‘Shang-Chi’: Legend of the Ten Rings

“Shang-Chi and the Legend of the Ten Rings” is the newest entry into the Marvel Cinematic Universe. Shang-Chi (Shaun), played by Simu Liu, is drawn back into a dark past he thought he had left behind when he moved to America. Joined by his best friend Katy (Awkwafina), Shang-Chi must return to his homeland to confront his family and finally deal with the mysterious Ten Rings organization.

Pro – Great Action

“Shang-Chi” starts hot and heavy with the action and really never lets up. The fight scenes are some of the best “wire-fu” martial arts fighting of the last decade, and in that regard, “Shang-Chi” is an exciting Kung-Fu movie in its own right. The film has some incredibly fun, and claustrophobic, fight scenes early on. As the film marches on, the stakes and the set pieces increase accordingly. The final scene feels like the full-blown production audiences have come to expect from the MCU, and yet the film finds a way to retain its unique flavor and style. The cast is superbly cast, and they really add to the film. Liu is outstanding as the title character, and is believable as a superhero while still having the acting chops to carry the film and deliver Marvel’s trademark humor. His chemistry is really nice with Awkwafina, and together they give the film a lot of its charm. Tony Chiu-Wai Leun is outstanding as Xu Wenwu, the main villain and also heart of the story. The best part of the film is a secret that is best kept that way, until it is enjoyed on the big screen.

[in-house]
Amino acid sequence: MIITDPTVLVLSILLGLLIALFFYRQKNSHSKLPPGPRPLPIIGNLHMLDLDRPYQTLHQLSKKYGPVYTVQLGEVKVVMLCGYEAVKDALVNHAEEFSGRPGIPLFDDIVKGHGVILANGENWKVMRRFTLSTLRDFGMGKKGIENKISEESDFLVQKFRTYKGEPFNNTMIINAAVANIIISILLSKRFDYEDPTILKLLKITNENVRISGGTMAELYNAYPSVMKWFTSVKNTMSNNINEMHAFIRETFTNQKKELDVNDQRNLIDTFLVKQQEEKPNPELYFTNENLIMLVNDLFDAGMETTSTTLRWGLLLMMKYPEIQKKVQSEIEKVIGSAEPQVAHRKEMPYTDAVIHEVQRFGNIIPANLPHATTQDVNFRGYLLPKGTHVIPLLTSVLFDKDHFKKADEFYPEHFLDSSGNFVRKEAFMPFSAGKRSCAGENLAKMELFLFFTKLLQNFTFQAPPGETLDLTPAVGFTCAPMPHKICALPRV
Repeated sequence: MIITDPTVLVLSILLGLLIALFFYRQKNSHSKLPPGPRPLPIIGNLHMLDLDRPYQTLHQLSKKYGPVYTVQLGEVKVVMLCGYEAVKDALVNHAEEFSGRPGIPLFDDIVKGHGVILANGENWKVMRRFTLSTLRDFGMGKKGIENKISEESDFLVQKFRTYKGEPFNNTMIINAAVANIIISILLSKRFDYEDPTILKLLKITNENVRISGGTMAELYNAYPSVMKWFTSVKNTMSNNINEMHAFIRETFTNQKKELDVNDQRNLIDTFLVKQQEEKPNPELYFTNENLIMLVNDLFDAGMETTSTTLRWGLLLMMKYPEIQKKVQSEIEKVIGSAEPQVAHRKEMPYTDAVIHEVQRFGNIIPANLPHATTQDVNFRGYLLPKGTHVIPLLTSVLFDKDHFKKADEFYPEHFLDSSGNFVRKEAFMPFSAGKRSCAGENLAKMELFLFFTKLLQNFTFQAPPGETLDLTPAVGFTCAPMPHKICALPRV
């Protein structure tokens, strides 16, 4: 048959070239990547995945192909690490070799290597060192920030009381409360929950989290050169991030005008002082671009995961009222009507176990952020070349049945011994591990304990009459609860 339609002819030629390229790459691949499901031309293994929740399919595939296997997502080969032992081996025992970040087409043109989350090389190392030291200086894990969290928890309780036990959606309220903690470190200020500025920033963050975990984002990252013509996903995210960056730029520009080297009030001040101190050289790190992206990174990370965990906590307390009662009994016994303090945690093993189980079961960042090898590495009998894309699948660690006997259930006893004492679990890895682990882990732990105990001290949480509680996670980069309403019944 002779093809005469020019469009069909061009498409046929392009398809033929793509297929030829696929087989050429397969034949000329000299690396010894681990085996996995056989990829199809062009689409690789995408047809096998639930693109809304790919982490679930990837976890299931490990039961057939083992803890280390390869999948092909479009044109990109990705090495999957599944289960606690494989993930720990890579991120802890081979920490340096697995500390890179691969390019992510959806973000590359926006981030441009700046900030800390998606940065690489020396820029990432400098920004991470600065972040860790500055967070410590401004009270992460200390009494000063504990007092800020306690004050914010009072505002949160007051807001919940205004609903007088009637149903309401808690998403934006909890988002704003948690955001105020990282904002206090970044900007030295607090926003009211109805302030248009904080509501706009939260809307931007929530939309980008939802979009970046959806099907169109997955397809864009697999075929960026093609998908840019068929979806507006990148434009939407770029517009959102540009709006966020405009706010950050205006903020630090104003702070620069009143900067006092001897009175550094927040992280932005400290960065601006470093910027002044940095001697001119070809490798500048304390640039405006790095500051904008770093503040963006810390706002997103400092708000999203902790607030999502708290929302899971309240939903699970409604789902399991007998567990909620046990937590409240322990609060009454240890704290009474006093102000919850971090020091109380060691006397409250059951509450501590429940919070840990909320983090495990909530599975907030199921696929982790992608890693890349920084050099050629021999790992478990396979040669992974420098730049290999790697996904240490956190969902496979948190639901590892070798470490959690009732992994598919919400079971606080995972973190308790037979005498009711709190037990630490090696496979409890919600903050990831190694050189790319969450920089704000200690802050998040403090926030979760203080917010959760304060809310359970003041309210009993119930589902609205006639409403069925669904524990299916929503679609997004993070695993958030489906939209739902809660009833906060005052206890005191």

Pro – the same but different

The strength of the MCU, besides the aforementioned outstanding casting decisions, continues to be the ability to produce movies that are clearly Marvel superhero movies with very obvious tie-ins to the lore and yet also infused with the spirit of a different genre. This is what continues to allow MCU movies to not only be watchable, but actually enjoyable 25 films later. Whether it’s the heist film that is “Ant-Man” or the buddy-cop nature of “Thor: The Dark World,” these movies feel distinct, and that allows them to be enjoyable on their own. “Shang-Chi” continues this genius by delving into the Kung-fu genre. Replete with shadowy assassinations, training montages, family conflict, and, of course, martial arts fighting, “Shang-Chi” manages to feel like part of the MCU and yet its own, distinct film. It’s really a Marvel.

Neutral – No Converts

“Shang-Chi” is a great movie that people who love the MCU or Kung-Fu are likely to enjoy immensely. That said, like most of the MCU films, there is not much in this film for those that don’t like those things. This is not a film that is going to delight anyone who hasn’t found something to love in the previous 24 films. That’s not a bad thing, but worth pointing out, given how much praise is being heaped upon the film. It will delight the large and devoted fanbase of these films, but it’s unlikely to add to it.


“Shang-Chi” was a delightful watch. It’s exciting, it’s action-packed, and it’s a lot of fun. It’s also right in this reviewer’s wheelhouse. For anyone who is a fan of the MCU or Kung-Fu, this feels like a cannot miss. Take the bus over the Fridley Palms Theatre today and check this one out.